Okay. This was a difficult one for me to write, but I gave it my best shot.
You might have been told you have depression; you might not. You might have mildly intrusive thoughts about the possibility; you might have made concrete plans. You might have been thinking about it for a long time; you might have had the thought a few moments ago. You might have tried before; you might never have entertained the notion. You might be determined; you might not even care whether you lived or not.
Whatever your situation right now, I’m afraid I can only tell you something that a doctor has said to me once. There is no magic wand someone can wave or a set of words someone can say to you that makes you feel better.
It was a frightening time for me. I felt that I deserved it. I felt that I was hurting the people closest to me – that they’d be way better off if I wasn’t around. I didn’t have the first clue about what to do. Even through the determination and certainty of my thoughts at the time, somewhere in the recesses of my mind a little bit of clarity was there. There was a little bit of hope that went against the black thunderstorm. Something told me that going through with it is a really bad idea, and that for me was the most terrifying thing about it.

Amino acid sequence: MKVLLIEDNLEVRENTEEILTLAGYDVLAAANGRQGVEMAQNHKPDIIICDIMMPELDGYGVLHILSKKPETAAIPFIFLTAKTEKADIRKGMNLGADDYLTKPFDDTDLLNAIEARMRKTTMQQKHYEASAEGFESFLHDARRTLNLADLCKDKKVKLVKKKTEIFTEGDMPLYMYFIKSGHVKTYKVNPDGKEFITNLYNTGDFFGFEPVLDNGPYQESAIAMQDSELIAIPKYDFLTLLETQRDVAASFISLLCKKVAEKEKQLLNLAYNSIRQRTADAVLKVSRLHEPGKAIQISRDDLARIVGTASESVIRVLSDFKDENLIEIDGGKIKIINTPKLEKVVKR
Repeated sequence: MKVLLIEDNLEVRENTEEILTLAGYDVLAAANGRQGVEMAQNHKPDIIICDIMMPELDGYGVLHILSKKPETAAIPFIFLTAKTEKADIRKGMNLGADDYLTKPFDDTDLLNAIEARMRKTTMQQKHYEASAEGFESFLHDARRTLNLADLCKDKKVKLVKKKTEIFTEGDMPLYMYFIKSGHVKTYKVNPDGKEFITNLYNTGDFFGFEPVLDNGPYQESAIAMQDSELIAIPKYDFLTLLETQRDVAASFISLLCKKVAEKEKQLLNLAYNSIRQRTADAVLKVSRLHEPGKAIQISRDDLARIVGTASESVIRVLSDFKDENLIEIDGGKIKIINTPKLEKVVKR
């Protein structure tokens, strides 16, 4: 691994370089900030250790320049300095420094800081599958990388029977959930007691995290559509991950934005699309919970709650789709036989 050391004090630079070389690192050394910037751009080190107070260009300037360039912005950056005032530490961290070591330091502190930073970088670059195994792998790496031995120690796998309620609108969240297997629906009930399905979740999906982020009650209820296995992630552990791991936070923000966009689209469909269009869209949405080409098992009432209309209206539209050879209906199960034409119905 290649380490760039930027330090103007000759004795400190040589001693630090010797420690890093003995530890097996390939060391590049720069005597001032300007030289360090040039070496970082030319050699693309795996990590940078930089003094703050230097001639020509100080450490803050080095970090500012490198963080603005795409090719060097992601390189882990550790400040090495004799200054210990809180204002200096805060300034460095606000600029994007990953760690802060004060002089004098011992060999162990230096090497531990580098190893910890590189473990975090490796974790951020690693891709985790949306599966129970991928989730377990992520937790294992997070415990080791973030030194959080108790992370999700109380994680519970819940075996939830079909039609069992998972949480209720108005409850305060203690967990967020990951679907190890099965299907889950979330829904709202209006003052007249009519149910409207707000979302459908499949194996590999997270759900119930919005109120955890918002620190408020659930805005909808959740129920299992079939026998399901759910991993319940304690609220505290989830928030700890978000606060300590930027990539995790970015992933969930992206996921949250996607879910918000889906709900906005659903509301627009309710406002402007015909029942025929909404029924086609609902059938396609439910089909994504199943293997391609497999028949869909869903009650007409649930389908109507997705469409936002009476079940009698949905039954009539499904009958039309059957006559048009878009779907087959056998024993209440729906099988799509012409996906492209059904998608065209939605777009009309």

If you’re in this situation, I want to gather you in my arms and wrap you in a huge hug. You’re still here. You’re still holding on. It’s a battle just to get to the end of each day. It’s hard – I acknowledge that.
I know it’s so hard to see from where you’re standing. But your feelings change. I know it seems like there is no end to the pain and torment. That’s part of the lie. That’s part of the lethal deception that depression feeds you. That’s part of the blanket that smothers away hope. But hope is still there, even though it’s out of sight. It might take a long time. But life gets better. Life got better for me.
When I look through journals from those bad days, my own words frighten me. It was as if a stranger had written them. I can’t imagine the emotional state of mind from which such scary words originated. And right now I acknowledge that I cannot possibly imagine the suffering and pain that you’re going through, even if I’ve lived through something like it myself.
The other thing that I want to tell you is that help is always there. You don’t have to do this alone. If you’re going to go ahead and go through with the plan to end your life right now, you can always go to A&E. They really would appreciate you coming to them – you don’t have to have done anything. If you have no way of getting there, call 999. No worrying that you’re “not a real emergency” – suicidal thoughts are a serious and potentially life threatening symptom of a medically recognised illness.
If you’re absolutely tormented with those thoughts but you’re not about to end your life this second, there are many, many other channels of help. In the UK, there are helplines such as the Samaritans. Maybe in your area GP practices would take emergency appointments. Maybe, like me, you’re fortunate enough to have an amazing circle of friends. Maybe there are counselling services and talking therapies available to you. But you don’t have to do this on your own.
Remember, if you’re tormented with thoughts to end your life, the very fact that you’re still alive right now is reason enough for me to smile. All my love to you.